from the FAS Project on Government Secrecy
Volume 2008, Issue No. 38
April 16, 2008

Secrecy News Blog:


Testimony from classification expert J. William Leonard, the former director of the Information Security Oversight Office, will "seriously undercut the government's case" against two former officials of the American Israel Public Affairs Committee (AIPAC) who are charged with unlawful receipt and transmission of classified information, defense attorneys argued in a dramatic new pleading urging that he be allowed to testify.

Prosecutors oppose Mr. Leonard's testimony, saying it is precluded by his prior contacts with the prosecution.

The closely-watched AIPAC case is the first time that the government has ever used the espionage statutes to prosecute private citizens -- pro-Israel lobbyists in this case -- for receiving classified information to which they were not entitled and then communicating it to others.

"Mr. Leonard's expert testimony is critical to the defense," the defense pleading stated. "As the government's former 'Classification Czar,' he has unsurpassed expertise in the issues involved in this case, and his insights into how and why the government classifies, protects, and discloses sensitive information squarely refute the prosecution's theory of the case."

The government has opposed Mr. Leonard's testimony (Secrecy News, April 7), citing a meeting he had in 2006 with prosecutors regarding the case while he was still a government employee and was being considered as a witness for the prosecution.

("My impression from the interview was that they did not like what I had to say, especially about over-classification, and decided not to use me as an expert," Mr. Leonard stated in an affidavit.)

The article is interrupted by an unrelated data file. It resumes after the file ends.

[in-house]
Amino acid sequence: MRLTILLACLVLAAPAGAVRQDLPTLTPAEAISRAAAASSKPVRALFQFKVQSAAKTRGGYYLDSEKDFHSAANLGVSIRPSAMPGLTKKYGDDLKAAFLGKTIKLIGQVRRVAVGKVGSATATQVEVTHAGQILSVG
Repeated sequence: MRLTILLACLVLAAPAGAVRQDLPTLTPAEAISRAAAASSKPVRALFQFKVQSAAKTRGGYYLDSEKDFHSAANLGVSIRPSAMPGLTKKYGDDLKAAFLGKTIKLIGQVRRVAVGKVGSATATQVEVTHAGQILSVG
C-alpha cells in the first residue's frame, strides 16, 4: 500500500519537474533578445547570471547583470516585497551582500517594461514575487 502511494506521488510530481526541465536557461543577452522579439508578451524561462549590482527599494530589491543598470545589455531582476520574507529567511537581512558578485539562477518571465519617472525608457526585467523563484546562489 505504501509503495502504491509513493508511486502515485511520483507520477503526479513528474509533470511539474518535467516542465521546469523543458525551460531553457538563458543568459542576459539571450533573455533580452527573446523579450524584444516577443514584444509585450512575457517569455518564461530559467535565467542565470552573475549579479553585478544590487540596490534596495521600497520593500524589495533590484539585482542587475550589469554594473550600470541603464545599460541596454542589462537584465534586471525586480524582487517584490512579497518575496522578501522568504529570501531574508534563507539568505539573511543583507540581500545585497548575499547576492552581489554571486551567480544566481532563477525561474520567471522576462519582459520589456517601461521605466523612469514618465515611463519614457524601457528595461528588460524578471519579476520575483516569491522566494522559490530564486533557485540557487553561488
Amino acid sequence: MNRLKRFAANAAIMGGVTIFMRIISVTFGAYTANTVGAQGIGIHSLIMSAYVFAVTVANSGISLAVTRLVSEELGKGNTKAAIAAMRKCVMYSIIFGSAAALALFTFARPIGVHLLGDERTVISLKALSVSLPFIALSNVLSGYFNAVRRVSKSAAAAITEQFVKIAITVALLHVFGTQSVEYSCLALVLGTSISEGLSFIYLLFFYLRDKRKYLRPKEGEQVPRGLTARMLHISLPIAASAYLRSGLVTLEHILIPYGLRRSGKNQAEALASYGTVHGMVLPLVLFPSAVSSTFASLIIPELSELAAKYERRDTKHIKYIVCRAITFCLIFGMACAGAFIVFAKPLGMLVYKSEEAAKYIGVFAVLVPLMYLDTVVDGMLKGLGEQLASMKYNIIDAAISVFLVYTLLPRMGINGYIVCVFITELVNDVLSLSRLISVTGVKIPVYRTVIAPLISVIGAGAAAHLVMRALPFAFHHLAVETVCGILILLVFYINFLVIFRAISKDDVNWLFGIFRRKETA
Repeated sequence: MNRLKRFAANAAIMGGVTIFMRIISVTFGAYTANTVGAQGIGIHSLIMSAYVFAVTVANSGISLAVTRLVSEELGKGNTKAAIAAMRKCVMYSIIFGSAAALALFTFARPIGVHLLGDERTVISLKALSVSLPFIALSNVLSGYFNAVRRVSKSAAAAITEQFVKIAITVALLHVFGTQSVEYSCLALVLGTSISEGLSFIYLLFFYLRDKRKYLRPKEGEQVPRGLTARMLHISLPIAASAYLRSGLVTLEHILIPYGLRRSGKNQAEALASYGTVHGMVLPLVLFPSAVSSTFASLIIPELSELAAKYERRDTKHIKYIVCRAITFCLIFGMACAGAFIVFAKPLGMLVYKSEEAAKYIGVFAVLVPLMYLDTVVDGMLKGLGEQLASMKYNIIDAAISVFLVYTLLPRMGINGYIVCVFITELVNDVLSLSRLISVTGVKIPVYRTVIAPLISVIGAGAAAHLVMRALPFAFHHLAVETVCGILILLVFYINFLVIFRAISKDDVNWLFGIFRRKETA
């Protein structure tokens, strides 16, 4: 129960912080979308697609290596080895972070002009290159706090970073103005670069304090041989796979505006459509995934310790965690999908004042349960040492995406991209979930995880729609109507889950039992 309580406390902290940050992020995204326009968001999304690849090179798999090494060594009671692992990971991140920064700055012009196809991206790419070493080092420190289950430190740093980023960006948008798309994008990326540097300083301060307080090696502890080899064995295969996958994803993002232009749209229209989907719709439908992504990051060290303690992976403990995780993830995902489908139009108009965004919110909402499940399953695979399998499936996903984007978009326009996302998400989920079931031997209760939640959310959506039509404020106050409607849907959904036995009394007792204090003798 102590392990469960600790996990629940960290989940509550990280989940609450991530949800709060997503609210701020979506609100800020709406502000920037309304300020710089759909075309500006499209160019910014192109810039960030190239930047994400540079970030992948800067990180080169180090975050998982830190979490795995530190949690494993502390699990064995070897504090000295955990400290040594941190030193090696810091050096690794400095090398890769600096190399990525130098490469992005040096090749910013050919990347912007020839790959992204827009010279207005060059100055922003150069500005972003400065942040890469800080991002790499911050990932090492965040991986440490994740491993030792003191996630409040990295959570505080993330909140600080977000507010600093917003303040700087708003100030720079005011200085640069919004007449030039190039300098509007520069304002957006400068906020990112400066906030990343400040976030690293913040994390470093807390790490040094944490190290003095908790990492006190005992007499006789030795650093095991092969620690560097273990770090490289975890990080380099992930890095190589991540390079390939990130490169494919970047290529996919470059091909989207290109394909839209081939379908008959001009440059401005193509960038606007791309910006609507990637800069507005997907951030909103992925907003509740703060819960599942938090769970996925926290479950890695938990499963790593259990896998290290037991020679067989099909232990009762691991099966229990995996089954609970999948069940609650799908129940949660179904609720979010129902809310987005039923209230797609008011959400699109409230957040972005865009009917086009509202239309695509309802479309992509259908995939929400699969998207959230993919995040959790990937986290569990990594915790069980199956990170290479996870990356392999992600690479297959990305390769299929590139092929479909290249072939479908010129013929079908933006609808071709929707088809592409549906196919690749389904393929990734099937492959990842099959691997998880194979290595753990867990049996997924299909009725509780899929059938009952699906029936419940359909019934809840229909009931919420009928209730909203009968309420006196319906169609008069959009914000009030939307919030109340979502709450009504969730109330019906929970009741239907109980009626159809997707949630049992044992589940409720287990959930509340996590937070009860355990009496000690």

For him to now testify as a defense witness, prosecutors argued, would be a violation of the Ethics in Government Act and, they insinuated, could even put him at risk of criminal prosecution.

To resolve any lingering legal uncertainty, the defense asked the court to issue an order authorizing Mr. Leonard to testify.

"Mr. Leonard has carefully examined the classified information at issue in this case," the defense filing indicated. If and when he is permitted to appear, Mr. Leonard will testify "that information disclosed in this case could not damage national security, was not closely held, and was not demonstrably classified."

Further, Mr. Leonard will testify "that high level government officials frequently disclose information contained in classified documents for the purpose of advancing national security interests instead of harming them," and that "the defendants reasonably could have believed that their conduct was appropriate."

"Given Mr. Leonard's unsurpassed expertise, his testimony is likely to impact the outcome of the trial," the defense said.

However, defendants need an order from the court "to ensure that Mr. Leonard can testify safely, particularly in light of the government's shot across the bow regarding Mr. Leonard's potential criminal liability [if he testifies for the defense]."

See the Defendants' Reply to the Government's Opposition to the Expert Witness Testimony of J. William Leonard, April 11, 2008: